As it gears up to launch its next-gen OS, BlackBerry 10, RIM has made a small but significant change to the branding of its store — dropping the word ‘app’ to turn BlackBerry App World into BlackBerry World. RIM mentioned this change was coming when it discussed the future of the store at the BlackBerry Jam Americas developer event in October, noting then that music and videos would be added to BAW (or BW as it’s now presumably known). RIM has reused its own conference branding for the new store name — but says the BlackBerry World conference will get a new (as yet undisclosed) name.
The BlackBerry-maker is following Google’s lead in ditching the word app from its mobile store. Google’s Android Market evolved into Google Play last year, after Mountain View overhauled the look and feel of the store to put more emphasis on its multimedia content.
RIM has now hung the new sign above the door of its web store. Writing in a blog post, the company said the new branding will also be rolled out to BlackBerry smartphone and PlayBook owners in the “coming weeks”.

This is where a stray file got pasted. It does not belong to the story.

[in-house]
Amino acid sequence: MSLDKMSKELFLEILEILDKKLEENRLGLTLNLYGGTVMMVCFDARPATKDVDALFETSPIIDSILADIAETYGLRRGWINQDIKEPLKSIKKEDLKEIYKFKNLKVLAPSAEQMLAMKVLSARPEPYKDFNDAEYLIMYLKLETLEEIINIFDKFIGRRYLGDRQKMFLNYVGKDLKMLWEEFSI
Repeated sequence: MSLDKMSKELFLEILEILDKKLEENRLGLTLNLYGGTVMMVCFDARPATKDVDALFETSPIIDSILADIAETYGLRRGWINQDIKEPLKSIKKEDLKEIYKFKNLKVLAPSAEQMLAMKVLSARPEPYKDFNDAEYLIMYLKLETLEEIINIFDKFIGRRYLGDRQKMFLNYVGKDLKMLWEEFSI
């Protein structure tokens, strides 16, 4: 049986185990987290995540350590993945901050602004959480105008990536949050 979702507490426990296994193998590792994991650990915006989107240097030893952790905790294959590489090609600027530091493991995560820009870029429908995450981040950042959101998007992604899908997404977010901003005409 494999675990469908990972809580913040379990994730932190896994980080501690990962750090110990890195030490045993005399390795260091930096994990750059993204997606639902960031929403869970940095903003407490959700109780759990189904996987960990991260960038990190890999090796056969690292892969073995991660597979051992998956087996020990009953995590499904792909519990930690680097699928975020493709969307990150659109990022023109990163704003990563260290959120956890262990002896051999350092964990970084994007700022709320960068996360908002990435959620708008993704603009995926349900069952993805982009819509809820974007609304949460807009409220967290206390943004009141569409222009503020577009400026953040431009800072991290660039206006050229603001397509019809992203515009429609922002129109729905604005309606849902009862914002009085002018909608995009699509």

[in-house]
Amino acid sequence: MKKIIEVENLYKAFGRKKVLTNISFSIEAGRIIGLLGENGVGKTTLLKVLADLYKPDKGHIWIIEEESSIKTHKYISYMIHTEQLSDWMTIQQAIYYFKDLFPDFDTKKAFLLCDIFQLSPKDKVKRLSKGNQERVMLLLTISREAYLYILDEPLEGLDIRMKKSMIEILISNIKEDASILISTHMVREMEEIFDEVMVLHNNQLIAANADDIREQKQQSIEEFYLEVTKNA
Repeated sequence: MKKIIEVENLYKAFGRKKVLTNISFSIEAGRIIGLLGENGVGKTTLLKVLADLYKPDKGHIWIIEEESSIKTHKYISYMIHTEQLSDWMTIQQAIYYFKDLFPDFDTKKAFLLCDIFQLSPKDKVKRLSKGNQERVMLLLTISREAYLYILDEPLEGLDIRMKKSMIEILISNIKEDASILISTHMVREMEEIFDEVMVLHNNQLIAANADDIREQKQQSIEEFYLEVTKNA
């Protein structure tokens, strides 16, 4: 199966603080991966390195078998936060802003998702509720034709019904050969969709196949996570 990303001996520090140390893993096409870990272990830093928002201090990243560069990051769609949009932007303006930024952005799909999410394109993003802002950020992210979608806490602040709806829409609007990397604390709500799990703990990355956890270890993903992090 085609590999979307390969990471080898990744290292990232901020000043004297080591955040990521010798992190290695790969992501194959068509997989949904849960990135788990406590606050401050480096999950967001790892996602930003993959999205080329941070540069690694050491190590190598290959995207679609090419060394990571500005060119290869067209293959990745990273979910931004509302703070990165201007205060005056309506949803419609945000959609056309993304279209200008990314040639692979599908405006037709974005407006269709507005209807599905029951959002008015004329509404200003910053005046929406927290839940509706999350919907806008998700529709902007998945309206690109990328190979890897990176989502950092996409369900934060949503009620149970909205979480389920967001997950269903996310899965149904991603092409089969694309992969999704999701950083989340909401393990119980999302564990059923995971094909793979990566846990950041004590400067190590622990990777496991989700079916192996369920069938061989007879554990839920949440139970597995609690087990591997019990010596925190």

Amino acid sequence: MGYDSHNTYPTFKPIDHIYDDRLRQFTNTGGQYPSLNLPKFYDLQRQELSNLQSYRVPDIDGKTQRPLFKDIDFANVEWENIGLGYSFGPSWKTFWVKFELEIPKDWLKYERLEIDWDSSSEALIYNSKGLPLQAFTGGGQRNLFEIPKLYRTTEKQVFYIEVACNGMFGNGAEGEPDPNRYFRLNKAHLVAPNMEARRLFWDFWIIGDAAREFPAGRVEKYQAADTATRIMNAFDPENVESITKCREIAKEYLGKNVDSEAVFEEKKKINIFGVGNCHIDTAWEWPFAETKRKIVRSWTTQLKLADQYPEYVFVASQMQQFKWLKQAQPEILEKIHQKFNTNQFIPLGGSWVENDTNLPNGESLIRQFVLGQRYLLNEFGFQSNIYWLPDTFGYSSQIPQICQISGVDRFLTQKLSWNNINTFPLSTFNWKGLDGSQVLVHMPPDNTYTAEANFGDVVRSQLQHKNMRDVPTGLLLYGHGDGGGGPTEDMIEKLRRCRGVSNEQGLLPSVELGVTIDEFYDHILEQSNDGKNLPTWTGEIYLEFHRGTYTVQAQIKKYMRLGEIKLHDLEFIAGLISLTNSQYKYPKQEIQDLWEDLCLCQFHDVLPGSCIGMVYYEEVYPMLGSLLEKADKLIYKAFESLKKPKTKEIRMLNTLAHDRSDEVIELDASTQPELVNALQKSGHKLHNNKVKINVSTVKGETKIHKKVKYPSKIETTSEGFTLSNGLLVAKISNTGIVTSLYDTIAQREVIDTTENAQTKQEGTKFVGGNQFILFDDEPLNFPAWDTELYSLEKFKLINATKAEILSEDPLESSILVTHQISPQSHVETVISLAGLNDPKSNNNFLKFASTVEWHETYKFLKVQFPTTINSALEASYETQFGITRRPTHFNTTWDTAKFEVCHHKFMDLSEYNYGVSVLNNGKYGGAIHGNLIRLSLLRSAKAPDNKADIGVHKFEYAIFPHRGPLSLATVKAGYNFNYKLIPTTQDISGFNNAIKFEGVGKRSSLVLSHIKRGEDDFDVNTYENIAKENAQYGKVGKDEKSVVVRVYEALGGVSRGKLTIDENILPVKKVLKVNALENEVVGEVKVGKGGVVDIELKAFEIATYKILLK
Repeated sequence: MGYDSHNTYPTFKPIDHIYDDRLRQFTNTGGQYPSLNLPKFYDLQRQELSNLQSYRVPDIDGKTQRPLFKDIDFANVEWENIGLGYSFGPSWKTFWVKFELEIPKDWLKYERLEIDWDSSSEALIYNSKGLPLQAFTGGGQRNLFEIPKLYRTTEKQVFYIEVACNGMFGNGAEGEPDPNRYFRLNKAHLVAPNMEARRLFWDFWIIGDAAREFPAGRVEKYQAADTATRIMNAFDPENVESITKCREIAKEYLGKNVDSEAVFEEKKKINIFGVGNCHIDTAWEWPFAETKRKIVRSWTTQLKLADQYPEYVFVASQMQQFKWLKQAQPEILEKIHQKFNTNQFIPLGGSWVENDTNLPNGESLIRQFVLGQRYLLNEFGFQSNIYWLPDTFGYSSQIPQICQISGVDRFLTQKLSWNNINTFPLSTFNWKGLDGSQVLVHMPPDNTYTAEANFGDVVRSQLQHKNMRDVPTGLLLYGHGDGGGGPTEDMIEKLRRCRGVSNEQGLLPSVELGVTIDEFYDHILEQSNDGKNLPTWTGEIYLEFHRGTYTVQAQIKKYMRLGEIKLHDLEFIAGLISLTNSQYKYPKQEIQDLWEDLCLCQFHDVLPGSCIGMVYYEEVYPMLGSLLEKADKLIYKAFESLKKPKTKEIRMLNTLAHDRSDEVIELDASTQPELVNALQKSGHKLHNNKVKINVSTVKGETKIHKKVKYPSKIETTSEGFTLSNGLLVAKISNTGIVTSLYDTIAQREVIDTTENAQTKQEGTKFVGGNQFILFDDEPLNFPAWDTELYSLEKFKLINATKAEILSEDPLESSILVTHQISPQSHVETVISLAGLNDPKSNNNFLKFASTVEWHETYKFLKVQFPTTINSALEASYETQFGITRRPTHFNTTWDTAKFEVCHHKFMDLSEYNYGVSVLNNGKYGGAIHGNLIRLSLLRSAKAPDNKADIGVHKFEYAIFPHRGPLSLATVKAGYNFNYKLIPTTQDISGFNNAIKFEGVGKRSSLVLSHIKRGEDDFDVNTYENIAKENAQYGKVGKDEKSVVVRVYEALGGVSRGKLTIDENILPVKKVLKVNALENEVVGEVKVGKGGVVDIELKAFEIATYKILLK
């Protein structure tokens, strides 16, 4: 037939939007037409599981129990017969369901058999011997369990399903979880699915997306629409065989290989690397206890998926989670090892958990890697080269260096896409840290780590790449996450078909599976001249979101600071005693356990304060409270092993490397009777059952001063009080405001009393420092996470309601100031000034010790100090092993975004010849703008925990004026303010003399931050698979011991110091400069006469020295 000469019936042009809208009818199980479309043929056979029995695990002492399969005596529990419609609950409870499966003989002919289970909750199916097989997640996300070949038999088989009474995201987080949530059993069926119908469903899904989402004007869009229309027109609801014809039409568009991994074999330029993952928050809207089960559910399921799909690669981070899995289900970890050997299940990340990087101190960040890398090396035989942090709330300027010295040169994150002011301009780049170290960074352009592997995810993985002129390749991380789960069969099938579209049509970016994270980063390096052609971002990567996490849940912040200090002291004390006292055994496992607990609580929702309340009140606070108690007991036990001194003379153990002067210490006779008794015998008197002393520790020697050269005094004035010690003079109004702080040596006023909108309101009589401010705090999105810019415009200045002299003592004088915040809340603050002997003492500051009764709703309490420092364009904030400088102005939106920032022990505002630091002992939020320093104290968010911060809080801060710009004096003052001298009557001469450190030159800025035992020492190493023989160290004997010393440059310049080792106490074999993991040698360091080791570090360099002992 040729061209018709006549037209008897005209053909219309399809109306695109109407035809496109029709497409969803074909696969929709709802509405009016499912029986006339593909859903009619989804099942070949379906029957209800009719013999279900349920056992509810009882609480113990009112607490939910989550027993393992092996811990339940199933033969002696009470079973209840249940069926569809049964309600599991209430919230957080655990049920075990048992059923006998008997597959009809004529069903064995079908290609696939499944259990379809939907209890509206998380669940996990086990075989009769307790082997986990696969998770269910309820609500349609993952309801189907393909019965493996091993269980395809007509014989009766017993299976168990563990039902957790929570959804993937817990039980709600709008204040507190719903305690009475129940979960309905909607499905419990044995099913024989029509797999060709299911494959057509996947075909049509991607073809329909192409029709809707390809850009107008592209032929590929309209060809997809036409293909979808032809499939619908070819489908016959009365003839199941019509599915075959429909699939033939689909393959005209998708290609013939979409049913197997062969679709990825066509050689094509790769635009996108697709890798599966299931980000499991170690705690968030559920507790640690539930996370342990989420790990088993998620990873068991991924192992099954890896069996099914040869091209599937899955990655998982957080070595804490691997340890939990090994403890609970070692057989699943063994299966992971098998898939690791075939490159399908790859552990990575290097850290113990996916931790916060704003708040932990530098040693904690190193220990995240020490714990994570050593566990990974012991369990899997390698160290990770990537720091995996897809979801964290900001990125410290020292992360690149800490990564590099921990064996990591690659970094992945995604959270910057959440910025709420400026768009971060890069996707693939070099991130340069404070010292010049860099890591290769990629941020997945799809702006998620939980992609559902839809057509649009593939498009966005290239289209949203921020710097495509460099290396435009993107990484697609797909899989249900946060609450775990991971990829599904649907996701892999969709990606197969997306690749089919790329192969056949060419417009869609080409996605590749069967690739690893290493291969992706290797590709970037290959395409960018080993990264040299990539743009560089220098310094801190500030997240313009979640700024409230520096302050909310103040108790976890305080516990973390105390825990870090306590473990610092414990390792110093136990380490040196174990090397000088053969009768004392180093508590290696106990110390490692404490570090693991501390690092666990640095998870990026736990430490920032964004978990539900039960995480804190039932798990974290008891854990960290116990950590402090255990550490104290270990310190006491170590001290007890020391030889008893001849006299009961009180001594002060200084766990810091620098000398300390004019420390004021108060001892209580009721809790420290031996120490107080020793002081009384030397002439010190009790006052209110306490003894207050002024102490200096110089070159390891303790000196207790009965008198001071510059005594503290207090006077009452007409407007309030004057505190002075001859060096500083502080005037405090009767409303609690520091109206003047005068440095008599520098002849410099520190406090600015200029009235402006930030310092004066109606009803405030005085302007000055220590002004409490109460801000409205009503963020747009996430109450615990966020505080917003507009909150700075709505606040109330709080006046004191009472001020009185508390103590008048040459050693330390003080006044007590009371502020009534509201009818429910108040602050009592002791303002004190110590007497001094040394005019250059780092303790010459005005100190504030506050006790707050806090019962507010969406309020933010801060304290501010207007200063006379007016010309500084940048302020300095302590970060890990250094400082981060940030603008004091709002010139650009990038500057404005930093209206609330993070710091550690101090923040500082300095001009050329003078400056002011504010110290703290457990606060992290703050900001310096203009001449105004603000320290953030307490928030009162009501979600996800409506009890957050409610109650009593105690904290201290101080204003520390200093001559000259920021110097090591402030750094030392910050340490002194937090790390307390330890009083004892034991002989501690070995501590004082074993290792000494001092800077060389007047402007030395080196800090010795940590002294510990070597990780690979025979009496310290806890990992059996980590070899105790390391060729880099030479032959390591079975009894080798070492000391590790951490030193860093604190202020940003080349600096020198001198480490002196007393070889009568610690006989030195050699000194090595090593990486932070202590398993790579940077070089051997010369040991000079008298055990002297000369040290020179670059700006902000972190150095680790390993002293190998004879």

It described the new BlackBerry World store as a “one-stop shop” for “mobile entertainment” but did not specify who would be providing the music and video content users will be able to download. RIM has previously said “music and video store access may by limited in some regions” — so it looks likely there will be regional supplier variation. We’ve reached out to RIM for clarification and will update this story with any response.
In a bid to boost the number of apps its new platform has at launch — due in Q1 — RIM recently held a port-a-thon to encourage developers to port apps they have built for other mobile platforms to BB10. The event ended with more than 19,000 apps being ported to RIM’s platform, according to its VP of developer relations, Alec Saunders. The total amount of apps at launch is likely to be “about 70,000”, according to RIM CEO Thorsten Heins, speaking in an interview with German newspaper Die Welt.
Despite some inevitable focus on app quantity, Heins also talked up app “quality”, telling the newspaper: “There are studies that say that, for example, of all Android applications, only 50 percent have been downloaded at least once. Of course, you need a certain selection [of apps], corresponding to regional preferences.”